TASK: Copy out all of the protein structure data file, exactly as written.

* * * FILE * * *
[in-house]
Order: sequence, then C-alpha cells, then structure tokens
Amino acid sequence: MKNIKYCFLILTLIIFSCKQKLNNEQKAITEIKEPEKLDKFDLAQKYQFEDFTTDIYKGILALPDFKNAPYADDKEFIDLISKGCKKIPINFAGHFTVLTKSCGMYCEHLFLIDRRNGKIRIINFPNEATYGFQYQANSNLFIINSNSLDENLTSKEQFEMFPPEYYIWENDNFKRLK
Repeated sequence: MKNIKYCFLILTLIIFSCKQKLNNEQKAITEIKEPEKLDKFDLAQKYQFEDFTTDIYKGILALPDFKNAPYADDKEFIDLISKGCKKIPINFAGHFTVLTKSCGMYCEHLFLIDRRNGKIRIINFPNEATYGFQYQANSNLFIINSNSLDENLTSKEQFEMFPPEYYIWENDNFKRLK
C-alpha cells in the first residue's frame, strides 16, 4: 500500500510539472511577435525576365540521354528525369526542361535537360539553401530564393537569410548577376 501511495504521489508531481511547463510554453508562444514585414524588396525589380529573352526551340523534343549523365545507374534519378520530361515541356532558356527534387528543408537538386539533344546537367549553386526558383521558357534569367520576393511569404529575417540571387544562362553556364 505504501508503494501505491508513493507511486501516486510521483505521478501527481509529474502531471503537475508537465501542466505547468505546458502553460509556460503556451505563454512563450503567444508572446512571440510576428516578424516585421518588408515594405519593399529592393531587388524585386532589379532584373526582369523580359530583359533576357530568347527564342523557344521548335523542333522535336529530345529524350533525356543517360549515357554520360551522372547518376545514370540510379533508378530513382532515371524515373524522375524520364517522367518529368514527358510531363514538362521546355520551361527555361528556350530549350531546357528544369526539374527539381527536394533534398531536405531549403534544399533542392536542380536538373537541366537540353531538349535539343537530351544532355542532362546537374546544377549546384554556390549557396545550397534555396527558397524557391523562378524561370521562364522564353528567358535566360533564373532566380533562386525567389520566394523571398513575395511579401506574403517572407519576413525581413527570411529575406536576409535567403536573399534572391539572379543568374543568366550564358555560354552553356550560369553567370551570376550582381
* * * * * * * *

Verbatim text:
[in-house]
Order: sequence, then C-alpha cells, then structure tokens
Amino acid sequence: MKNIKYCFLILTLIIFSCKQKLNNEQKAITEIKEPEKLDKFDLAQKYQFEDFTTDIYKGILALPDFKNAPYADDKEFIDLISKGCKKIPINFAGHFTVLTKSCGMYCEHLFLIDRRNGKIRIINFPNEATYGFQYQANSNLFIINSNSLDENLTSKEQFEMFPPEYYIWENDNFKRLK
Repeated sequence: MKNIKYCFLILTLIIFSCKQKLNNEQKAITEIKEPEKLDKFDLAQKYQFEDFTTDIYKGILALPDFKNAPYADDKEFIDLISKGCKKIPINFAGHFTVLTKSCGMYCEHLFLIDRRNGKIRIINFPNEATYGFQYQANSNLFIINSNSLDENLTSKEQFEMFPPEYYIWENDNFKRLK
C-alpha cells in the first residue's frame, strides 16, 4: 500500500510539472511577435525576365540521354528525369526542361535537360539553401530564393537569410548577376 501511495504521489508531481511547463510554453508562444514585414524588396525589380529573352526551340523534343549523365545507374534519378520530361515541356532558356527534387528543408537538386539533344546537367549553386526558383521558357534569367520576393511569404529575417540571387544562362553556364 505504501508503494501505491508513493507511486501516486510521483505521478501527481509529474502531471503537475508537465501542466505547468505546458502553460509556460503556451505563454512563450503567444508572446512571440510576428516578424516585421518588408515594405519593399529592393531587388524585386532589379532584373526582369523580359530583359533576357530568347527564342523557344521548335523542333522535336529530345529524350533525356543517360549515357554520360551522372547518376545514370540510379533508378530513382532515371524515373524522375524520364517522367518529368514527358510531363514538362521546355520551361527555361528556350530549350531546357528544369526539374527539381527536394533534398531536405531549403534544399533542392536542380536538373537541366537540353531538349535539343537530351544532355542532362546537374546544377549546384554556390549557396545550397534555396527558397524557391523562378524561370521562364522564353528567358535566360533564373532566380533562386525567389520566394523571398513575395511579401506574403517572407519576413525581413527570411529575406536576409535567403536573399534572391539572379543568374543568366550564358555560354552553356550560369553567370551570376550582381